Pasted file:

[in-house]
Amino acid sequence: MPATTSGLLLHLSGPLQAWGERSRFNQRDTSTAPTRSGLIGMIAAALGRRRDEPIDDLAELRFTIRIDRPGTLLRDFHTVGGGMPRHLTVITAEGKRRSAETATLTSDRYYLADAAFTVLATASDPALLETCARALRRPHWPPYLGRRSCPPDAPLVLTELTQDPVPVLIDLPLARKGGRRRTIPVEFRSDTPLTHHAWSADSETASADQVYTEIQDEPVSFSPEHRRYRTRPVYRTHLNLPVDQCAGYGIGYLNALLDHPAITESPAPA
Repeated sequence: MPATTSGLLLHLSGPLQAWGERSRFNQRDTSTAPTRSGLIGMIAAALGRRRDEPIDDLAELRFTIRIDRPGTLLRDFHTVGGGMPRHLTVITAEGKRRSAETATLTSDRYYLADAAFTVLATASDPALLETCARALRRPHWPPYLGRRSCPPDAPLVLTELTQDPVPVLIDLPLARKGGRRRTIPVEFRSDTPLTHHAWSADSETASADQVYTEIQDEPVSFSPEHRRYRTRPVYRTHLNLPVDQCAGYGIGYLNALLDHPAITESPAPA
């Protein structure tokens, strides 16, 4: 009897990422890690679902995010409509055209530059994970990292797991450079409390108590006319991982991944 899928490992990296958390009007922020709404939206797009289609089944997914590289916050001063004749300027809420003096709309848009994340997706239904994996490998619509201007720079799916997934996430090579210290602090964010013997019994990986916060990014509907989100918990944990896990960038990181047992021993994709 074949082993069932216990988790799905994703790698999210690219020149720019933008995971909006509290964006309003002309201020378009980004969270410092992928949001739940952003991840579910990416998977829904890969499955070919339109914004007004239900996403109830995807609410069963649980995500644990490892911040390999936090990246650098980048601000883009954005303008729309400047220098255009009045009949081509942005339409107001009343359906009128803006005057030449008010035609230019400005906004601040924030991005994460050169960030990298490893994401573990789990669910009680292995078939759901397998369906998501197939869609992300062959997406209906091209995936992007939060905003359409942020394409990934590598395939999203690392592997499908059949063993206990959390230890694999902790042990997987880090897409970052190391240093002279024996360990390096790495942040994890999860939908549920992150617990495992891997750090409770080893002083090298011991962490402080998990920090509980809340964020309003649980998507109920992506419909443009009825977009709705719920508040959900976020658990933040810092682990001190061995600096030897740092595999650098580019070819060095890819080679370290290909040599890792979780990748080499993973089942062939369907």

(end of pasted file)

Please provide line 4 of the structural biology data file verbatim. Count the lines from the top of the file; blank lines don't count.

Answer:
């Protein structure tokens, strides 16, 4: 009897990422890690679902995010409509055209530059994970990292797991450079409390108590006319991982991944 899928490992990296958390009007922020709404939206797009289609089944997914590289916050001063004749300027809420003096709309848009994340997706239904994996490998619509201007720079799916997934996430090579210290602090964010013997019994990986916060990014509907989100918990944990896990960038990181047992021993994709 074949082993069932216990988790799905994703790698999210690219020149720019933008995971909006509290964006309003002309201020378009980004969270410092992928949001739940952003991840579910990416998977829904890969499955070919339109914004007004239900996403109830995807609410069963649980995500644990490892911040390999936090990246650098980048601000883009954005303008729309400047220098255009009045009949081509942005339409107001009343359906009128803006005057030449008010035609230019400005906004601040924030991005994460050169960030990298490893994401573990789990669910009680292995078939759901397998369906998501197939869609992300062959997406209906091209995936992007939060905003359409942020394409990934590598395939999203690392592997499908059949063993206990959390230890694999902790042990997987880090897409970052190391240093002279024996360990390096790495942040994890999860939908549920992150617990495992891997750090409770080893002083090298011991962490402080998990920090509980809340964020309003649980998507109920992506419909443009009825977009709705719920508040959900976020658990933040810092682990001190061995600096030897740092595999650098580019070819060095890819080679370290290909040599890792979780990748080499993973089942062939369907």